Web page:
In a study reported in The Lancet Oncology, Fernandez et al found high rates of conditional recurrence-free survival during watch-and-wait surveillance among patients with rectal cancer who maintained clinical complete response to neoadjuvant chemotherapy for 1, 3, or 5 years.
In the study, conditional survival modeling was performed using data on patients with rectal cancer from the International Watch & Wait Database, a large-scale registry that includes data from 47 clinics in 15 countries. The study population consisted of 793 patients who had a clinical complete response after neoadjuvant chemotherapy and were managed by a watch-and-wait strategy between November 1991 and December 2015. Patients who had undergone any surgical procedure were excluded.
The conditional survival analysis estimated the probability of patients remaining free of local regrowth or distant metastasis for an additional 2 years after sustaining a clinical complete response or being distant metastasis–free for 1, 3, and 5 years from the date of the decision to initiate the watch-and-wait strategy. The primary outcome measures were conditional local regrowth–free survival at 3 years after maintaining clinical complete response for 1 year, and conditional distant metastasis–free survival at 5 years after being distant metastasis–free for 3 years.
Among all patients:
Local Regrowth–Free and Distant Metastasis–Free Survival
Median follow-up was 55.2 months (interquartile range = 36.0–75.6 months). In the entire cohort, actuarial local regrowth–free survival was 83.8% at 1 year, 74.3% at 3 years, and 72.1% at 5 years; actuarial distant metastasis–free survival was 97.1% at 1 year, 91.4%, at 3 years, and 88.9% at 5 years.
Among patients maintaining clinical complete response for 1 (n = 645 at risk), 3 (n = 474 at risk), and 5 years (n = 271 at risk), the probability of remaining free from local regrowth for an additional 2 years was 88.1% (95% confidence interval [CI] = 85.8%–90.9%), 97.3% (95% CI = 95.2%–98.6%), and 98.6% (95% CI = 97.6%–100.0%).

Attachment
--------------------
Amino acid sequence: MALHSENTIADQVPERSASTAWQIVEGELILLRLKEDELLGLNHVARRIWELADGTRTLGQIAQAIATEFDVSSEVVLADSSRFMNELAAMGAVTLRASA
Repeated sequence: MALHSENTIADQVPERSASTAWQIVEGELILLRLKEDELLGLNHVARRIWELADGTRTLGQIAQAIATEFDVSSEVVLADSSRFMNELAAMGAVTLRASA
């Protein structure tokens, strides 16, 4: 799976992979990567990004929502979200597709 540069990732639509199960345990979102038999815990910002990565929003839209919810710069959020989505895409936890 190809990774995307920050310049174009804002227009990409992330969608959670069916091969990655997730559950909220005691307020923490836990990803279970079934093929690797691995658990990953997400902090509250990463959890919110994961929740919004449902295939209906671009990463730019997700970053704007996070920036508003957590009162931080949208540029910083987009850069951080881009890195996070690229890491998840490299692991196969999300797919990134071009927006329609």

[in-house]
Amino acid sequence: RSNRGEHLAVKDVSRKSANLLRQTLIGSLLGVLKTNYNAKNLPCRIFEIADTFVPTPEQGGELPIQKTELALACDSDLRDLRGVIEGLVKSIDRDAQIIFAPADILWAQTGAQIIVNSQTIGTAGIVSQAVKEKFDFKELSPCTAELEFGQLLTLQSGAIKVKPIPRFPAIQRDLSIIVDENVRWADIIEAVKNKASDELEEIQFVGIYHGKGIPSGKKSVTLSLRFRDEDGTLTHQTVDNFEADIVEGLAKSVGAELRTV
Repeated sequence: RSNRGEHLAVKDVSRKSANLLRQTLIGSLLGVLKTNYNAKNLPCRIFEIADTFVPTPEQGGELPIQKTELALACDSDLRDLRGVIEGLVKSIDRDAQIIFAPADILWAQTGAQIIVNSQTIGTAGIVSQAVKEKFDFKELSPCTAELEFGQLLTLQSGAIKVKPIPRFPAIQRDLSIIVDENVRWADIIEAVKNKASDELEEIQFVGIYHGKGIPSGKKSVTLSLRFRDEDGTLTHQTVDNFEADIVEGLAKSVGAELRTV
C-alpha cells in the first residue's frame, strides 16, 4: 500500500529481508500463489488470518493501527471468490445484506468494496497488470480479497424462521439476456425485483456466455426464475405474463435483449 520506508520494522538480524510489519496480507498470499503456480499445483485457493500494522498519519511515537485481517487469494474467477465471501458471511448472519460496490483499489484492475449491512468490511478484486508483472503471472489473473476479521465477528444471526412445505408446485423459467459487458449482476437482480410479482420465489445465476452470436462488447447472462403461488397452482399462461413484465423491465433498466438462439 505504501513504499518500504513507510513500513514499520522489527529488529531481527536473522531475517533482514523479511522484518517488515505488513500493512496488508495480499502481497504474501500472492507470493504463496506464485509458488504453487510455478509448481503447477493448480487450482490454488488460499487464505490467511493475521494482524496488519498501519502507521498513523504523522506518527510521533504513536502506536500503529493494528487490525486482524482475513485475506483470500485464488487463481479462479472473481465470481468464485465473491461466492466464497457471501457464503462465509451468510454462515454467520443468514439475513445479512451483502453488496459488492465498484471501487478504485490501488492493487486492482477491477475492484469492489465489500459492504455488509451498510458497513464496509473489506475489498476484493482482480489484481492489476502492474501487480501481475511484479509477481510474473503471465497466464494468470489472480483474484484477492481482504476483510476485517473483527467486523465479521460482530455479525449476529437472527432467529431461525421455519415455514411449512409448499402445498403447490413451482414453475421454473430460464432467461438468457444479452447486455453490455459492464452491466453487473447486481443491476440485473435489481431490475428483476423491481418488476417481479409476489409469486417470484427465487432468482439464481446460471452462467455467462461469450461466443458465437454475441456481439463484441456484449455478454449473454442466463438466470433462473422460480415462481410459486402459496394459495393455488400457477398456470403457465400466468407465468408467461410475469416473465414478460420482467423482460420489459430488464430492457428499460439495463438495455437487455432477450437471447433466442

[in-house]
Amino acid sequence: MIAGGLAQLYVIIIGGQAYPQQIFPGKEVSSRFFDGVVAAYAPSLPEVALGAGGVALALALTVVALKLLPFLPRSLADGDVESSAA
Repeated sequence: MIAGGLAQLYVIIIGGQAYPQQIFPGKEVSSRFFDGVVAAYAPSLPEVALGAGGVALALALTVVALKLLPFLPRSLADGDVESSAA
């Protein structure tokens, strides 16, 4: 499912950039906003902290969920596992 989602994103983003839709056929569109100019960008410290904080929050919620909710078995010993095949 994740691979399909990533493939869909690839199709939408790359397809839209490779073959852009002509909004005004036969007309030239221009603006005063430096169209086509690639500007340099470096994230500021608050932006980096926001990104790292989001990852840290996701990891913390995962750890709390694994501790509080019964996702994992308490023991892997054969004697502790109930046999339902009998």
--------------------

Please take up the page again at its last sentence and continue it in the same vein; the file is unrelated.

Among patients with clinical complete response who remained distant metastasis–free for 1 (n = 738 at risk), 3 (n = 565 at risk), and 5 years (n = 328 at risk), the probability of remaining free from distant metastasis for an additional 2 years was 93.8% (95% CI = 92.3%–95.9%), 97.8% (95% CI = 96.6%–99.3%), and 96.6% (95% CI = 94.0%–98.9%).
Recurrence Risk Factors
In multivariate analysis among 506 patients with data available on each of age, sex, cT stage, cN stage, and total radiotherapy dose, significant risk factors for local regrowth were cT3–4 (69% of patients) vs cT1–2 (hazard ratio [HR] = 1.73, P = .0083) and total radiotherapy dose of < 50.4 Gy (47% of patients) vs ≥ 50.4 Gy (HR = 0.60, P = .0035, for ≥ 50.4 vs < 50.4 Gy).
Among 573 patients treated after 2010 with available baseline cT status, 31% were cT1–2 and 69% were cT3–4. Among these patients, actuarial local regrowth–free survival was 88.0% in patients with cT1–2 and 80.9% in patients with cT3 (P = .0070). Among those with clinical complete response for 1 year, the difference was less marked, with 2-year conditional local regrowth–free survival at 1 year of 95.4% vs 90.1%.
In analysis in the entire cohort, the actuarial local regrowth-free survival rates were 76.8% in those who received a total radiotherapy dose of < 50.4 Gy (40% of population) vs 85.2% in those who received ≥ 50.4 Gy (P = .014) Among those with clinical complete response for 1 year, the difference was again less marked, with 1-year conditional local regrowth–free survival of 93.5% vs 91.7%.
The investigators stated, “Conditional survival analysis estimates suggest that patients who sustain a clinical complete response for 3 years have 5% or lower risk of developing a local regrowth and a less than 2% risk of developing systemic recurrence thereafter. Although baseline cT stage and final dose of radiotherapy are known risk factors for local regrowth after an initial clinical complete response to neoadjuvant chemoradiotherapy, these risk factors appear to be less relevant after 1 year of a sustained clinical complete response.”
They concluded, “These results suggest that the intensity of active surveillance in patients with rectal cancer managed by a watch-and-wait approach could be reduced if they achieve and maintain a clinical complete response within the first 3 years of starting this approach.”
Rodrigo O. Perez, PhD, of the Department of Colorectal Surgery, Angelita and Joaquim Gama Institute, São Paulo, is the corresponding author for The Lancet Oncology article.
Disclosure: The study was funded by European Registration of Cancer Care, European Society of Surgical Oncology, Champalimaud Foundation Lisbon, and others. For full disclosures of the study authors, visit thelancet.com.The content in this post has not been reviewed by the American Society of Clinical Oncology, Inc. (ASCO®) and does not necessarily reflect the ideas and opinions of ASCO®.